The Nature of Things 2013
“Knowing Thyself: What it means to be a human with a brain” by Dr. David Eagleman
Professor of Neuroscience and Psychiatry, Baylor College of Medicine
Author of Incognito: The secret lives of the brain and Sum: Forty Tales from the Afterlives
Nature of Things presented by the Natural History Museum of Utah in partnership with JP Morgan | Chase
Thursday, March 21, 2013
Kingsbury Hall, the University of Utah campus
If the conscious mind—the part you consider you—accounts for only a fraction of the brain’s function, what is all the rest doing? Our behavior, thoughts, and experiences are inseparably linked to a vast, wet, chemical-electrical network called the nervous system.
The machinery is utterly alien to us, and yet, somehow, it is us.
Join neuroscientist and bestselling author David Eagleman takes us into the depths of the subconscious to investigate some of the deepest mysteries about what it means to be human. Are the mind and the brain separate? Why does the conscious mind know so little about itself? How did you come to be who you are, and why can humans be so different from one another? Eagleman charts the new terrain in neuroscience to help us understand how the many facets of being human all converge on the hidden workings of the most wondrous thing we have found in the cosmos: the human brain.
The Nature of Things 2013 lecture series will explore a topic that probes profound questions and elicits endless fascination – what makes us human. We’ll investigate the latest scientific research on what is unique to humanity, how we became human, and what we share with other living creatures. To learn more about the complete series, visit www.nhmu.utah.edu/nature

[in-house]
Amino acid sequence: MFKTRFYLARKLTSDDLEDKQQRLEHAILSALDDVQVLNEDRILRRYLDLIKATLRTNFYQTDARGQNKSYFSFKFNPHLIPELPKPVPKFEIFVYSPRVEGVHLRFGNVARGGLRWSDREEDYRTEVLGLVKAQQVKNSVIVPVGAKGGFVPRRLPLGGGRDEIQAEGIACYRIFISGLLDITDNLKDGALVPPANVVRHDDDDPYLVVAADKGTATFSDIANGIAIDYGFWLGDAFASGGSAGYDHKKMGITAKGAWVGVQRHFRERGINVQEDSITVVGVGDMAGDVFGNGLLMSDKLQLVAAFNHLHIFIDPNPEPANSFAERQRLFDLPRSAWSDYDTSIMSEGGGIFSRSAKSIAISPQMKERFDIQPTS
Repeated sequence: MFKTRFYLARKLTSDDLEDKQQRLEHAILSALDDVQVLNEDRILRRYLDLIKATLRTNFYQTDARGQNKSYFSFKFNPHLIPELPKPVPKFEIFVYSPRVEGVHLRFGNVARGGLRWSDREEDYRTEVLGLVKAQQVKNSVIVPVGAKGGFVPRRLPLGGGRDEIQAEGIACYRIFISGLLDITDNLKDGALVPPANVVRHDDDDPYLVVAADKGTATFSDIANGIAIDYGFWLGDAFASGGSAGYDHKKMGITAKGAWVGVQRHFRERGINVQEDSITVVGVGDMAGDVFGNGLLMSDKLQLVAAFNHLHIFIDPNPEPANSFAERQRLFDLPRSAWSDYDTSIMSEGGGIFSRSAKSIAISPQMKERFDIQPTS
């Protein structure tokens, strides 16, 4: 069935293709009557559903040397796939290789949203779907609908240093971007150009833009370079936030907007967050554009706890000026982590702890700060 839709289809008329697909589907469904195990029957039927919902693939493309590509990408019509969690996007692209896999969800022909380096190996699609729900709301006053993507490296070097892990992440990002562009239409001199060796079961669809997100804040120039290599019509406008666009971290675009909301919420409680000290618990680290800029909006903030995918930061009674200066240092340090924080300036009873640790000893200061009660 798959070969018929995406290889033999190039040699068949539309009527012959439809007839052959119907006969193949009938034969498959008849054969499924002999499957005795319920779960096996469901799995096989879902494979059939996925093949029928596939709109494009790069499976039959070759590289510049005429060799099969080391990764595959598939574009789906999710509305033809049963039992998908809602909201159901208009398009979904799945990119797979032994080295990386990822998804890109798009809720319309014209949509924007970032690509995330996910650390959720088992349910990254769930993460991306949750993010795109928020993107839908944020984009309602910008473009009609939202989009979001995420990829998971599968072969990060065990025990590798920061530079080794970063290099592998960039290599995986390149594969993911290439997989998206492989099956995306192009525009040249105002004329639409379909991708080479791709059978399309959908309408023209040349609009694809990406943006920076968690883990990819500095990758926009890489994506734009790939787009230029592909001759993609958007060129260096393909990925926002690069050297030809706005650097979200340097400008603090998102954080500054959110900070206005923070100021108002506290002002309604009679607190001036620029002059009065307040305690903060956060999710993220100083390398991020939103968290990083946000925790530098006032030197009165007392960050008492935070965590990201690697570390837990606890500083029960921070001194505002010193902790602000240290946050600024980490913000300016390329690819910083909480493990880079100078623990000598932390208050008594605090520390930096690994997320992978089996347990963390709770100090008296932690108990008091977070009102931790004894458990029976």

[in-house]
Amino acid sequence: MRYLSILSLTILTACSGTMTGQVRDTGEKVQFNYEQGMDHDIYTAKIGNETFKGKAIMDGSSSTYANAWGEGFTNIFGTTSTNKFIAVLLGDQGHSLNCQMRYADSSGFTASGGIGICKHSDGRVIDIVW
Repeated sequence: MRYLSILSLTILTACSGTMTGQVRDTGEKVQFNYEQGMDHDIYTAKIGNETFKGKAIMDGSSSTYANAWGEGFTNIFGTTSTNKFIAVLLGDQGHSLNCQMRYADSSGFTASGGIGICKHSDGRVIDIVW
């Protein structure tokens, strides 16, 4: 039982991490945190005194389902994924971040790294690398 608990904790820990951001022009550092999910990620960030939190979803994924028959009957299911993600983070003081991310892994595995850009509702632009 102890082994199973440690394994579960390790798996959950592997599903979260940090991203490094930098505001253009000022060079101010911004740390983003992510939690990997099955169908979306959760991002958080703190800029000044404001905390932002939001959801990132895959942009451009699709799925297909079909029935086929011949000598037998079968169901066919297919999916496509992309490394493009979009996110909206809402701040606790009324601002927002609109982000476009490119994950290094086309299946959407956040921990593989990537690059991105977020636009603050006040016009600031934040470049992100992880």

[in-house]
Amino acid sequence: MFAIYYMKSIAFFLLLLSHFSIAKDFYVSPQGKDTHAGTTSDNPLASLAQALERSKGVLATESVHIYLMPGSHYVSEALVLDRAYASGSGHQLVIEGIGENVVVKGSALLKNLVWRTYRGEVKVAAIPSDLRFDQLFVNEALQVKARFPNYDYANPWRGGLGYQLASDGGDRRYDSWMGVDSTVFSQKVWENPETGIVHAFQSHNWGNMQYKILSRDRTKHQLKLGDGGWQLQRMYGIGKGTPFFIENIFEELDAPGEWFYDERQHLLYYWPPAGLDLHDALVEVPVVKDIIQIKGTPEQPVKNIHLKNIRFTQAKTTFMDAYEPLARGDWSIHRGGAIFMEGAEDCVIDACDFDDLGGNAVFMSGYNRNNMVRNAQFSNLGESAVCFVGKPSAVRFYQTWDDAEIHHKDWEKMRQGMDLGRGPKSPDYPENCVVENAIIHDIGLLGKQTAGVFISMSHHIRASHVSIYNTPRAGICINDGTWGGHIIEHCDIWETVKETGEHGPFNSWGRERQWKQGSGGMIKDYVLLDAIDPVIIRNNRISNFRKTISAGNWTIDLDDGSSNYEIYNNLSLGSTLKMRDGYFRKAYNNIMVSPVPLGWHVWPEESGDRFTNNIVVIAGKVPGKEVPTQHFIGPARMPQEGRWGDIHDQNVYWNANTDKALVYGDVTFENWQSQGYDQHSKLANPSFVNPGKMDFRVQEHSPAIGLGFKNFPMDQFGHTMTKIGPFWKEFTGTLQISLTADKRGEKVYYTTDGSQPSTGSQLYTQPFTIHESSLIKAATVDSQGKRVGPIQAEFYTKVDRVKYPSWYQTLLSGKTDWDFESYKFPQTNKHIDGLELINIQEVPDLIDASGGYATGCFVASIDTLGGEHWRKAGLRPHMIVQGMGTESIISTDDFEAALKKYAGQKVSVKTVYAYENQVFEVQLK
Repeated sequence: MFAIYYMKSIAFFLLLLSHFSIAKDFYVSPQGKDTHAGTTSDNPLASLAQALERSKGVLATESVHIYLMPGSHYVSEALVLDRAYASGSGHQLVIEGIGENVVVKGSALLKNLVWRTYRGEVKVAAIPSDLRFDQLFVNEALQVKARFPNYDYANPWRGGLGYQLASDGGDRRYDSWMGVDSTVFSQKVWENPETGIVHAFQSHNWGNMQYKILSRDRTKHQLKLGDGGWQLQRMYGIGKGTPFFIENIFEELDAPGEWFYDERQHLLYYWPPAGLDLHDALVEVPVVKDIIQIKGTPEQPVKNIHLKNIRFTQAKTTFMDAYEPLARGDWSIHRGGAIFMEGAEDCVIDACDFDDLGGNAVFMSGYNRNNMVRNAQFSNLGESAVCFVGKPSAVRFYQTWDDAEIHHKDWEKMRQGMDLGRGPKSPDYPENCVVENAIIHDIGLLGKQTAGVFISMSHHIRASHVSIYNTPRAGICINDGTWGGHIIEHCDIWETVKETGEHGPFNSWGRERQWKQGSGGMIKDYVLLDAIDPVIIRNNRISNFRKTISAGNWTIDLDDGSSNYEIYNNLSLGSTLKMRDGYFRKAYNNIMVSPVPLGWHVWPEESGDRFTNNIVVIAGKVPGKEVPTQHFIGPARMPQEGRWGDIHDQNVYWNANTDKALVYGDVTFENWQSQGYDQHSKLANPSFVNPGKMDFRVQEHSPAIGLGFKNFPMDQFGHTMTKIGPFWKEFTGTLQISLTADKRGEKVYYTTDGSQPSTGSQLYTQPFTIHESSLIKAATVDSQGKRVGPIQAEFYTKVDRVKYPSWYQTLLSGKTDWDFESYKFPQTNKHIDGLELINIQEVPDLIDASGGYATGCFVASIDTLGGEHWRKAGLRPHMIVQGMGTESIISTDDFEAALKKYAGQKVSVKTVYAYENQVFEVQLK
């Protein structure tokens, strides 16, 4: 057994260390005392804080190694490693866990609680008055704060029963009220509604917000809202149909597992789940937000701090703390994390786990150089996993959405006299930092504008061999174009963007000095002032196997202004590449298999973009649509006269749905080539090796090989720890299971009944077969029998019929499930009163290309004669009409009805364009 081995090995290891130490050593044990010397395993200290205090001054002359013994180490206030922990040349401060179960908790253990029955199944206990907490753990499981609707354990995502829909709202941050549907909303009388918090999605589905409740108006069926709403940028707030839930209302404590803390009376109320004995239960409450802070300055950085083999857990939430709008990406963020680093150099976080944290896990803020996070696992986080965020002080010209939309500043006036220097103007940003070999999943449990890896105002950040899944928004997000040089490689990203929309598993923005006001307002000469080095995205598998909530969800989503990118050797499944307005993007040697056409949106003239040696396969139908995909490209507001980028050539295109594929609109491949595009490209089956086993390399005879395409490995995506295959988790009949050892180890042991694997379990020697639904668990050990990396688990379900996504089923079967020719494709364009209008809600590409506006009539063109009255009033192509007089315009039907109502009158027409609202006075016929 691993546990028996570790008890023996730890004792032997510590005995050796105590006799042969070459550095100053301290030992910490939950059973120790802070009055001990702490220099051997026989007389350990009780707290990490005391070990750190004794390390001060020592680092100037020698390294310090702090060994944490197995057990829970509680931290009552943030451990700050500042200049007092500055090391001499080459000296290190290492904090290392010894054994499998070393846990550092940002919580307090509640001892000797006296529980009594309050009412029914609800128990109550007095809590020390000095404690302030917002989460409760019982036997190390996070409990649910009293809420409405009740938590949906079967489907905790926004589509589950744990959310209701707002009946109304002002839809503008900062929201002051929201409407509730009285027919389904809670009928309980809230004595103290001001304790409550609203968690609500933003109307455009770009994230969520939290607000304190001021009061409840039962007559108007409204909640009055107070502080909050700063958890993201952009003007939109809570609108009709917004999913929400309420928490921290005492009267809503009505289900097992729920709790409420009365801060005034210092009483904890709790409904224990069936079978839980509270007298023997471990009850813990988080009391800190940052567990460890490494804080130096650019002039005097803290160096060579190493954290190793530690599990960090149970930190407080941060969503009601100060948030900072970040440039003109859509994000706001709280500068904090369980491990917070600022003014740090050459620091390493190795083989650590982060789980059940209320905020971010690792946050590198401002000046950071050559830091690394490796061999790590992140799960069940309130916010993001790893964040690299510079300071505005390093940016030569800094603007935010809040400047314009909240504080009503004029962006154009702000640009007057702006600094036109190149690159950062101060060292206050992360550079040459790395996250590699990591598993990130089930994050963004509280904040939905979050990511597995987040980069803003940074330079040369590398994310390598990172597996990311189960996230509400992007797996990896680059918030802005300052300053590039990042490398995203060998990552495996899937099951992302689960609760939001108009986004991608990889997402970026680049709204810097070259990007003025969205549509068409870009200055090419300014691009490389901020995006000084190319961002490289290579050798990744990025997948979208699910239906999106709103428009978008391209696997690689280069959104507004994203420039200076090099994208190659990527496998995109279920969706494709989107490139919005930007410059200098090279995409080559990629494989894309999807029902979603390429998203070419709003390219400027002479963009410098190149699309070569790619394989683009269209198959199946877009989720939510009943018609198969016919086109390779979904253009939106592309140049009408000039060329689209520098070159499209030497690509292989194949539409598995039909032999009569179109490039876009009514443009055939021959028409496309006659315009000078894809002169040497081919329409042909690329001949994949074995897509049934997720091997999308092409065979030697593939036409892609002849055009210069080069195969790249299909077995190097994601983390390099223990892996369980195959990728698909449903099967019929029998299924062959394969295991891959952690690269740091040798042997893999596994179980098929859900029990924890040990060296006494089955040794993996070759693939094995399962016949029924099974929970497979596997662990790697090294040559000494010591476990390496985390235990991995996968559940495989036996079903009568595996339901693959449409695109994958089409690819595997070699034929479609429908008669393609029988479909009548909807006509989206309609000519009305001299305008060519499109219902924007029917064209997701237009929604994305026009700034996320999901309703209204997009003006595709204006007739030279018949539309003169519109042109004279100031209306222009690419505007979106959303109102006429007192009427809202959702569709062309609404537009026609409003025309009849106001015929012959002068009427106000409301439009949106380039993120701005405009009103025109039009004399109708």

About Dr. David Eagleman: With joint appointments in the Departments of Neuroscience and Psychiatry at Baylor College of Medicine in Houston, David Eagleman is the founder and director of the Initiative on Neuroscience and Law.
The goal of his lab is to understand how the brain constructs perception, how different brains do so differently, and how this matters for society.
His books include the New York Times bestseller Incognito: The secret lives of the brain. He writes regularly for the New York Times, Wired, Discover, Slate, and New Scientist, and is a repeat guest on NPR, discussing both science and literature—his twin passions. He has been profiled in The New Yorker and on Nova. Eagleman’s novel, SUM: Forty Tales from the Afterlives, was named a Best Book of The Year by Barnes and Noble and inspired U2 producer Brian Eno to write twelve new pieces of music, which he performed, with Eagleman, at the Sydney Opera House.
When:Thursday, March 21, 2013
- 7:00 PM
On Sale February 8th @ 10AM
UofU Students, Faculty, & Staff get 10% Off - must purchase at box office with valid ID
Price does not include handling or facility fee
Children under the age of 6 not permitted
Free parking is available at Rice Eccles Stadium with free shuttle service from the south side of the lot to the theatre before and after the lecture.
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